SAN DIEGO — A retired U.S. Navy aviator from Escondido, who survived and prevailed in perhaps the longest aerial dogfight between a lone American fighter pilot and enemy combatants in history, was awarded the Navy Cross for his actions in the Korean War during a Jan. 20 ceremony at the San Diego Air and Space Museum.
Retired Navy Capt. E. Royce Williams, 97, a member of the San Dieguito American Legion Post 416 in Encinitas, received the U.S. Navy’s second-highest military decoration on Friday from Secretary of the Navy Carlos Del Toro in front of hundreds of local veterans, admirals, generals and Justice Elena Kagan.
The award was the result of a steadfast local campaign spearheaded by Williams’ fellow members at Post 416, including Past Commander Steve Lewandowski.
Lewandowski launched Operation Just Reward, a nationwide effort to get Williams a Medal of Honor, which caught the attention of Rep. Darrell Issa (R-Temecula) and others who helped ensure the Korean War veteran’s feats were fully recognized and honored.
Upon reviewing Williams’ story, Del Toro used his authority to upgrade his Silver Star Medal, first awarded in 1953, to a Navy Cross based on his “extraordinary” actions.
“Among the many cases I have reviewed, Capt. Williams’ case stood out,” Del Toro said on Friday. “It was very clear to me that his actions were extraordinary, and more closely aligned with the criteria describing a higher award. And sir, what a tremendous honor it was to tell you in person, that after all these years, your courageous actions would finally get the recognition they deserve.”
Williams, who retired from the Navy as a captain in the mid-1970s, was on combat air patrol in a single-seat F9F Panther fighter jet, flying with three other squadron mates deployed from a carrier anchored in the Sea of Japan, on Nov. 18, 1952, when the Americans encountered seven Soviet MiG-15s at higher altitude along the Yalu River.
According to accounts of the mission retold in books and other media, the men were ordered by their commander to retreat to the carrier and establish a protective screen.
Three of the pilots succeeded, but Williams soon discovered he had been boxed in by the Soviet fighters.
Williams was forced to engage the MiGs as they swarmed him, culminating in a half-hour of gut-wrenching maneuvers to avoid being shot down while trying to take out the Russian pilots trying to kill him.
“I was engaged mentally at the time,” Williams recently told the San Diego Union-Tribune. “A lot of it was awareness of where they were and how I had to maneuver to avoid them. They were taking turns. I decided if I concentrated on shooting them down, then I’d become an easy target. So my initial goal was to look for defensive opportunities when they made mistakes.”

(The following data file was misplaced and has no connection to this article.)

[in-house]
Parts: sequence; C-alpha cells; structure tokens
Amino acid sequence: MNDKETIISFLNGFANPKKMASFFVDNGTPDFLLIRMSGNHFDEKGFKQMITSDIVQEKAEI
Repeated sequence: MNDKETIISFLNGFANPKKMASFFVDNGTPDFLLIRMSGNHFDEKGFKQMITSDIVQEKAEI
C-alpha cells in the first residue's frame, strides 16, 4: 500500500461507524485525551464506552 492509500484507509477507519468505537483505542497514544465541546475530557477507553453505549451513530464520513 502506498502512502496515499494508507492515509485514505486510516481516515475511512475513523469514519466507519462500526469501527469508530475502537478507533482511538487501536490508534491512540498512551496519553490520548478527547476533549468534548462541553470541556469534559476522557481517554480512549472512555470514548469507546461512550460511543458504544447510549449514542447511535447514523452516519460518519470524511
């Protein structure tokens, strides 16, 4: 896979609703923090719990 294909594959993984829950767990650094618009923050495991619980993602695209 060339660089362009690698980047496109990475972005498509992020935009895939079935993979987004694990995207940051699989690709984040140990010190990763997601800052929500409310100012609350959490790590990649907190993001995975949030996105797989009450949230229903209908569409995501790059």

Williams blasted four out of the sky and likely scored hits on two others, whose pilots never returned to their base in Vladivostik, according to the book “Red Devils Over the Yalu.”
Williams said he ran out of ammunition and made a bee line for his ship, evading the seventh MiG pilot by diving in and out of clouds for cover. He landed uneventfully, but later counted more than 250 machine gun holes in his F9F.
“He also survived a 37-millimeter round to his fuselage, where six inches to the right or left would have meant certain death,” Issa said. “This was an act of indomitable courage and the demonstration of the highest skill under incalculable duress.”
Williams was told to clam up about the dogfight for fear of causing negative publicity for the Soviets, who weren’t officially involved in the Korean War.
According to one account, President Dwight Eisenhower personally directed that the incident remain under wraps. It was not officially acknowledged until the fall of the Iron Curtain, and the ensuing release of Soviet archives in the 1990s, which detailed the air battle.
“In the moment I was a fighter pilot doing my job…I was only shooting what I had,” said Williams in a previous account of the fight. “They had me cold on maneuverability and acceleration – the MiG was vastly superior on those counts to the F9F. The only thing I could do was out-turn them.”
Out-manned and piloting what was considered an inferior aircraft to the MiG-15, Williams engaged the enemy for 35 minutes, shooting down four of them in the longest dogfight in U.S. military history. Additionally, no other American fighter pilot has ever shot down four MiG-15s in one fight.
The Navy Cross is only awarded to service members who distinguish themselves for extraordinary heroism in combat with an armed enemy force.
Williams retired from the Navy in 1980, and his medals include the Navy Cross and two Distinguished Flying Crosses.
City News Service contributed to this report